By Michael Raffety
All the people running for president are being put on the spot when they come to Iowa. The big question is where they stand on ethanol. It is not ethyl and it is not high octane. And gas stations don’t give away glasses anymore. Ethanol is a worthless additive made from corn. It might as well be cornpone.
Corn farmers these days are doing pretty well just selling corn for export and livestock feed. In fact, all kinds of livestock would be more affordable once it gets through the butcher and arrives at the grocery store if the corn weren’t sidetracked for processing into ethanol.
Ethanol in gasoline reduces the efficiency of gasoline and can deteriorate engine parts. The original theory was to reduce oil imports. The Bakken shale formation and Eagle Ford shale in Texas have changed the dynamics to the point that America is the No. 1 oil producer in the world.
Part of the price of gasoline includes overpriced ethanol. It also includes RINs (Renewable Identification Numbers), which are credits refiners get for adding ethanol. June 12 the Wall Street Journal noted that last year 14 billion credits were generated. Last month the EPA proposed raising it to 16.3 billion this year and 17.4 billion he following year.
The cornpone politicos and environmentalists say this isn’t enough. They want more, more, more. These RINs are traded by private contracts at an average of 60 cents, more recently slipping to 30 cents. Refiners can’t add more than 10 percent ethanol. When the EPA cranks up the blend percentage higher than 10 percent then the refiners have to buy credits.
Valero spent $372 million on RINs in 2014 and $517 million in 2013. Its earnings in 2014 were $3.5 billion. “The expense gets passed along. They go into fuel prices,” a Valero spokesman told the WSJ.
So, we are paying at the pump to elect he next president.
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Here’s a scary tidbit from Wall Street Journal columnist Holman W. Jenkins Jr. June 6. Vladimir Putin recently issued a decree drafting youth to serve in military production plants.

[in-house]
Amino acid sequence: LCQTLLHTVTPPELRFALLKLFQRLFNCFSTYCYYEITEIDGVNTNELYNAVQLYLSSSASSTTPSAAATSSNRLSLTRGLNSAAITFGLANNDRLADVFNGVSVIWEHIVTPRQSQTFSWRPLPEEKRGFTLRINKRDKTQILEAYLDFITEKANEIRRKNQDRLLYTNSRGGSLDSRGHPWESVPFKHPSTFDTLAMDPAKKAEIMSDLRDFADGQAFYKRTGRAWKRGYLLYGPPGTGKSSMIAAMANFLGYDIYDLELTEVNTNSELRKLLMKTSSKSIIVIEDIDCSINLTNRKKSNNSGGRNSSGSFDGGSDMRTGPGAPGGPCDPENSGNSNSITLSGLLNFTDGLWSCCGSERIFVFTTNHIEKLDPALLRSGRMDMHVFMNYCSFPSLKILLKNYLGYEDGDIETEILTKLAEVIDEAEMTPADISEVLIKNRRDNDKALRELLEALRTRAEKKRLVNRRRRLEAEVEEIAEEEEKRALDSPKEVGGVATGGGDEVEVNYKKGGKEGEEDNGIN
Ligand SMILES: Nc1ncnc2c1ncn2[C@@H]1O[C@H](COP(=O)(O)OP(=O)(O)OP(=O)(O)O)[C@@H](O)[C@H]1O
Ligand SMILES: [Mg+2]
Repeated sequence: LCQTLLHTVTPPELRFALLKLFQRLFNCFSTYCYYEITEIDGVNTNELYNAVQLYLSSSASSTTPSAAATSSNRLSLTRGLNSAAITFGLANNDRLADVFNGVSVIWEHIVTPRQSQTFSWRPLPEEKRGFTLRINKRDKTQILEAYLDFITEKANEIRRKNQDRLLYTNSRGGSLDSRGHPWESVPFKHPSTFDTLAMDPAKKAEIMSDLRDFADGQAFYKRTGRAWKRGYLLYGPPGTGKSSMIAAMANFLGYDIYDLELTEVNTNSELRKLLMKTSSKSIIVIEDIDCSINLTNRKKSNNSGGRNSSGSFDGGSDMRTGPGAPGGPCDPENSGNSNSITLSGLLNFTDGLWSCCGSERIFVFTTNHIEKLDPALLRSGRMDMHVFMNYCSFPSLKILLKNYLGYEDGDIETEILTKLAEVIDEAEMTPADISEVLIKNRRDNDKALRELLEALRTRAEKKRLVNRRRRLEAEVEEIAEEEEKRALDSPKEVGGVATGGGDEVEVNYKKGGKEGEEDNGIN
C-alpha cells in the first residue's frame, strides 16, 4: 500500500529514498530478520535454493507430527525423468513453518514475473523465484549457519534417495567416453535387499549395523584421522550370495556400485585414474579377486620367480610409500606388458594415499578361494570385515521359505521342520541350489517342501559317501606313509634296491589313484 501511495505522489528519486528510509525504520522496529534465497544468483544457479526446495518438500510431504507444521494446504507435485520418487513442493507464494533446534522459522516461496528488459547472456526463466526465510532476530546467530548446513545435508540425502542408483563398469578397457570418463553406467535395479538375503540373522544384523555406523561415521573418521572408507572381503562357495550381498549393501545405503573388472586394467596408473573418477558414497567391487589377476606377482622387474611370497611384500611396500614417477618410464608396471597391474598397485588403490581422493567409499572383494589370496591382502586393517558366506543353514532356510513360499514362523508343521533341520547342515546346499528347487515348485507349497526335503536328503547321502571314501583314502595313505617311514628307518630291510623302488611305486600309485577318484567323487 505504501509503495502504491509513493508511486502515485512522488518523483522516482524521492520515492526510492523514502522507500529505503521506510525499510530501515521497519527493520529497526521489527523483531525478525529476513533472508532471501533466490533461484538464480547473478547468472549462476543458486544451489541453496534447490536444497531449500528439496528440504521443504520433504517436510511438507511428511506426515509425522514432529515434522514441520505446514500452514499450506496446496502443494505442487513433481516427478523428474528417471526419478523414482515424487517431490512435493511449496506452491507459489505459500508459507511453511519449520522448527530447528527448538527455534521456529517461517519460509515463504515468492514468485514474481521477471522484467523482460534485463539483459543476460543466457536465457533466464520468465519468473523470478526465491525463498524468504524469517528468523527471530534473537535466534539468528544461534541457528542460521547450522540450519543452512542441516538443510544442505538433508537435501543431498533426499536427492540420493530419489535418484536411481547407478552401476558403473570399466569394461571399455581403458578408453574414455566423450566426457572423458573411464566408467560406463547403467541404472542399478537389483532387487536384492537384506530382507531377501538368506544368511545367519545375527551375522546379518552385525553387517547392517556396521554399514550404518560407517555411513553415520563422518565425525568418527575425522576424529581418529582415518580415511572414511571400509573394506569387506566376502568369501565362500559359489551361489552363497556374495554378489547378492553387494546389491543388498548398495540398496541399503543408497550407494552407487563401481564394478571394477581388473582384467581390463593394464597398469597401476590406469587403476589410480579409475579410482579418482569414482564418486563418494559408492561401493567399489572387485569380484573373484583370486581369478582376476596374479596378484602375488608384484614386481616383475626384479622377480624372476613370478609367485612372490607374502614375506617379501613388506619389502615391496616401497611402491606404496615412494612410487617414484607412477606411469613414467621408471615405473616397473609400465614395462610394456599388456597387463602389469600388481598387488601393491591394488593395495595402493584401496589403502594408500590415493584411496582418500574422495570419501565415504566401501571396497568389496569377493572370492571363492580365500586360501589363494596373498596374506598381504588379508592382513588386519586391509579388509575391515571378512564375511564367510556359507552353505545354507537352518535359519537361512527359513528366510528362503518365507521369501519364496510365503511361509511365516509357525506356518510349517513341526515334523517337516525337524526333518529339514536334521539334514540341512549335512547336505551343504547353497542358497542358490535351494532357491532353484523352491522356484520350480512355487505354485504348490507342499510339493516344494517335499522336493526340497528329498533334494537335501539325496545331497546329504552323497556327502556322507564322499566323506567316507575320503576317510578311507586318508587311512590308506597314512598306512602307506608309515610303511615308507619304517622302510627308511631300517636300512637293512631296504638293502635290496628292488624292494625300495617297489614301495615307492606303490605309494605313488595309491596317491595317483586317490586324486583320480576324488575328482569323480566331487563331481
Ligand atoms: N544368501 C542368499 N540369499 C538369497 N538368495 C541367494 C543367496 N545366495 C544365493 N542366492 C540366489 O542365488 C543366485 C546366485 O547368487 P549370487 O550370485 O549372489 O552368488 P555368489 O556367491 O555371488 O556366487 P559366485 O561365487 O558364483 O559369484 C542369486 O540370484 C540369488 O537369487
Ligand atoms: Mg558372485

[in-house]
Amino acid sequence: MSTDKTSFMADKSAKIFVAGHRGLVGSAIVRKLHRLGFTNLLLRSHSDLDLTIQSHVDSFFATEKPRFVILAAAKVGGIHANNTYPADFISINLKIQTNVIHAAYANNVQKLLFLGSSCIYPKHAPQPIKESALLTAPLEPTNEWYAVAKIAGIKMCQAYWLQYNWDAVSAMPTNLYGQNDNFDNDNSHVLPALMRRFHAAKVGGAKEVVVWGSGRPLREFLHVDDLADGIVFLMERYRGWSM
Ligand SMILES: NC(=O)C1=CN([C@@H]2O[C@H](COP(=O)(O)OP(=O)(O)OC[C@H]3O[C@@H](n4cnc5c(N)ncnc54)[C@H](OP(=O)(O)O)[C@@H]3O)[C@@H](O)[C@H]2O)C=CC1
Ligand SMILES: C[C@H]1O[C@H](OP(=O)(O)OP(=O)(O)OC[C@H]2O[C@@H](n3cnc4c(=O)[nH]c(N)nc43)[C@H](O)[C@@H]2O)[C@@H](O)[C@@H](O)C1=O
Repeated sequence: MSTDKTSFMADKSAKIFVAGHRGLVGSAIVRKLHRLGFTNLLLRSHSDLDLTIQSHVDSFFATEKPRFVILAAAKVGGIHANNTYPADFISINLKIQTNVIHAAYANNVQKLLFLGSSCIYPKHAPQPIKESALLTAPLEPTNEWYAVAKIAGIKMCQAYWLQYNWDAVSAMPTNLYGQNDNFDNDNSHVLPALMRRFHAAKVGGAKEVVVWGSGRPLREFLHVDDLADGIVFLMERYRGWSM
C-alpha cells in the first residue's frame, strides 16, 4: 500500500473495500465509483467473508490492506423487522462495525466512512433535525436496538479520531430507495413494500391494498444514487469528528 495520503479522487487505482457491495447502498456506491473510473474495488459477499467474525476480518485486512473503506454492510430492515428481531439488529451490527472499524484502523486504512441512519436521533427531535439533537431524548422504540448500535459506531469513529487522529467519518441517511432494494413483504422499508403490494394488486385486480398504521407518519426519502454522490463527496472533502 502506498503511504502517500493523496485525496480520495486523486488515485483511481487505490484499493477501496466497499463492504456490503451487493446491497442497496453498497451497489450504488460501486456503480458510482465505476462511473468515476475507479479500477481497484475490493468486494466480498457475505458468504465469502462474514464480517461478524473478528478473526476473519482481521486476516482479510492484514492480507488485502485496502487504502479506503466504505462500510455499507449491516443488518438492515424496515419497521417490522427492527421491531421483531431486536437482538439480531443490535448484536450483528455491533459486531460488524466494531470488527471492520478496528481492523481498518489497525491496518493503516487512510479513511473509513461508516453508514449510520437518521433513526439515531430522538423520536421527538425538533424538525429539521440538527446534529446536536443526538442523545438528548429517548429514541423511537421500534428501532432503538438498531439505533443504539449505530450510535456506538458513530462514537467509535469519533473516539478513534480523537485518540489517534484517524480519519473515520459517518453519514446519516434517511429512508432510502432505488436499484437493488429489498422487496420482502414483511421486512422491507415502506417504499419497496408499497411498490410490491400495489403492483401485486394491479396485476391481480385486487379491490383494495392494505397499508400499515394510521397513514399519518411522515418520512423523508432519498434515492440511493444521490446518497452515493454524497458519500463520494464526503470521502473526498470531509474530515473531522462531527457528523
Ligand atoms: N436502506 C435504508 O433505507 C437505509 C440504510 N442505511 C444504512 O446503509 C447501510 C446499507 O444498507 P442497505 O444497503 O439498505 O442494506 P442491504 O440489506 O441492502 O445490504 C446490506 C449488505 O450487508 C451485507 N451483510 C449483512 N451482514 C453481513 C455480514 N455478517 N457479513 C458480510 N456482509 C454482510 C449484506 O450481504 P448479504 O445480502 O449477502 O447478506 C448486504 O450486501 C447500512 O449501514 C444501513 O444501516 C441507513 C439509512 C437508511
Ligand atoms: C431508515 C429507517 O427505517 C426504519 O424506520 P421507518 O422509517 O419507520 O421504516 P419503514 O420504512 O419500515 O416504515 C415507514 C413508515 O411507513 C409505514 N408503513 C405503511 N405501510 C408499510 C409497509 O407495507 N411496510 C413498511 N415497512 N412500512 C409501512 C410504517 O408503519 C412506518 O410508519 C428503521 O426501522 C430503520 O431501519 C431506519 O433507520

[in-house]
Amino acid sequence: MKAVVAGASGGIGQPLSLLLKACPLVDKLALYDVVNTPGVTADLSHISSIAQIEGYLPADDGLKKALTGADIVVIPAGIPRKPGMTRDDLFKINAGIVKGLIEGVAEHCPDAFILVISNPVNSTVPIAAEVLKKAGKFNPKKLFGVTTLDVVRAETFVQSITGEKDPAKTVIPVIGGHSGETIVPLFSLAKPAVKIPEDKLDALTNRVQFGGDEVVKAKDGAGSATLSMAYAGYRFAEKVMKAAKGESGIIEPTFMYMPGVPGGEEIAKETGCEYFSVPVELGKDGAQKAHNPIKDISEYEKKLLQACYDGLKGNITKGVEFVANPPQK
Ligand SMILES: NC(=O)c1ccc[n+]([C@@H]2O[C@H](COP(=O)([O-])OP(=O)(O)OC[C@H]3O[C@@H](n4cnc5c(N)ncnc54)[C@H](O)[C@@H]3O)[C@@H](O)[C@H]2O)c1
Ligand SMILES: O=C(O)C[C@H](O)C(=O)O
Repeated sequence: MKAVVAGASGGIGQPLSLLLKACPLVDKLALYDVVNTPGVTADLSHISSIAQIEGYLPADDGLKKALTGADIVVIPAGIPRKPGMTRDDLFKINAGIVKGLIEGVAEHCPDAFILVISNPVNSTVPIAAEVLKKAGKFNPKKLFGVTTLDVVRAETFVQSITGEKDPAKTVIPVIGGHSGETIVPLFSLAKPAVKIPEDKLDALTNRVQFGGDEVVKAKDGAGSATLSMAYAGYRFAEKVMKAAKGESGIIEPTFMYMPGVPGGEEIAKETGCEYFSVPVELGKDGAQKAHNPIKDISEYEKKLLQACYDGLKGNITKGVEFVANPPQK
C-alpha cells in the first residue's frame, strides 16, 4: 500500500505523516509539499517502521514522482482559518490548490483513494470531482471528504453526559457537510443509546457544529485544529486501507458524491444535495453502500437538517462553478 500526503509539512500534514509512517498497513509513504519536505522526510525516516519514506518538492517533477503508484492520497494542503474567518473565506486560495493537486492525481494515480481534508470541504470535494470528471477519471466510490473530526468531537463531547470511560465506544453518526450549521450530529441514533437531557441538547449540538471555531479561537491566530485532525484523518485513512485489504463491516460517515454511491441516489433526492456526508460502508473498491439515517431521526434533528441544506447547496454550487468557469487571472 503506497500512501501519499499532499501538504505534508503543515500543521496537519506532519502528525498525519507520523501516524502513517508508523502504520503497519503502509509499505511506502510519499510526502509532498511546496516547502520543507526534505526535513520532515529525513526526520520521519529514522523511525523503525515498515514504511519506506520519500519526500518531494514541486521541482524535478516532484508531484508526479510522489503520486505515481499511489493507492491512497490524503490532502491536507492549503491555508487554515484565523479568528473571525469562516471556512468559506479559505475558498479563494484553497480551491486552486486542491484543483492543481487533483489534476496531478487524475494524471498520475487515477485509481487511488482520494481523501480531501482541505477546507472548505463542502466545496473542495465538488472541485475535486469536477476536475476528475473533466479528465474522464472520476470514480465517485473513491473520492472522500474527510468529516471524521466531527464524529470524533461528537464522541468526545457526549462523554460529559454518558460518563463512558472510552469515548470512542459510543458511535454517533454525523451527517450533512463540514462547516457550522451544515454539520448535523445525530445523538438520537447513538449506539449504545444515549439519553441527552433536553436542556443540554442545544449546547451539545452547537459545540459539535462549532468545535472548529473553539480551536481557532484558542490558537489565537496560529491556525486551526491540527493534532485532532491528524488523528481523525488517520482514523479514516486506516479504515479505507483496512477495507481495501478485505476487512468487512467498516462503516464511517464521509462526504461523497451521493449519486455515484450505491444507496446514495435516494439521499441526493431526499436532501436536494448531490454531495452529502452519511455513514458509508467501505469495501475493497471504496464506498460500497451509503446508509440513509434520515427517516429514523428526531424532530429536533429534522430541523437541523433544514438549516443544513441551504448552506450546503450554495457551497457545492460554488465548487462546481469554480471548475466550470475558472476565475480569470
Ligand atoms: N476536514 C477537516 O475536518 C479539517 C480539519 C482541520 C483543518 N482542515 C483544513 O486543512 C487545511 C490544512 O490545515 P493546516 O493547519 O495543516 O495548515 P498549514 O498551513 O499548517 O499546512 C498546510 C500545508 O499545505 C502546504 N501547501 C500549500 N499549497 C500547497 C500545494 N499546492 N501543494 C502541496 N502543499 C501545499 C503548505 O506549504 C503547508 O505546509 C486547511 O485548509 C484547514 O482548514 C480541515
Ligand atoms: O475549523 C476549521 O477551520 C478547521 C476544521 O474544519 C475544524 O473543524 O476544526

“According to Moscow’s Gaidar Institute, military spending since 2010 has doubled, and accelerated even faster since the Ukraine war. Defense spending now accounts for 35 percent of government outlays, about 14 percent of gross domestic product, (The U.S., with the largest military in the world and its global responsibilities, spends less than 4 percent of GDP.),” Jenkins wrote.
Drafting young people for defense industries sounds ominous. Jenkins drew parallels with Nazi Germany pulling itself out of the Depression by rearming itself. Oh, and add in the takeover of Crimea with nothing but economic sanctions and Putin is pulling the full Adolph.
He has his eye on more than Ukraine.
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Finally there is our president’s “strategy” for ISIS. Just to clarify, we are not talking about the Egyptian goddess. We’re talking about the horror state spreading from Syria through a big chunk of Iraq. The president recently sent 450 more training troops in addition to the 3,100 already in Iraq training Iraqi soldiers.
Gen. Martin Dempsey, chairman of the Joint Chiefs of Staff, calls this the “lilly pad” strategy. Whenever President Obama approves another 500 training troops Dempsey will set them up in a forward training base.
Dempsey is clearly no Gen. Fred Franks or Norman Schwazkopf. I’m no military strategist but, lilly pads sound more cute than tactical. Calling it a strategy is like calling ”Mr. Toad’s Wild Ride” at Disneyland a military training exercise.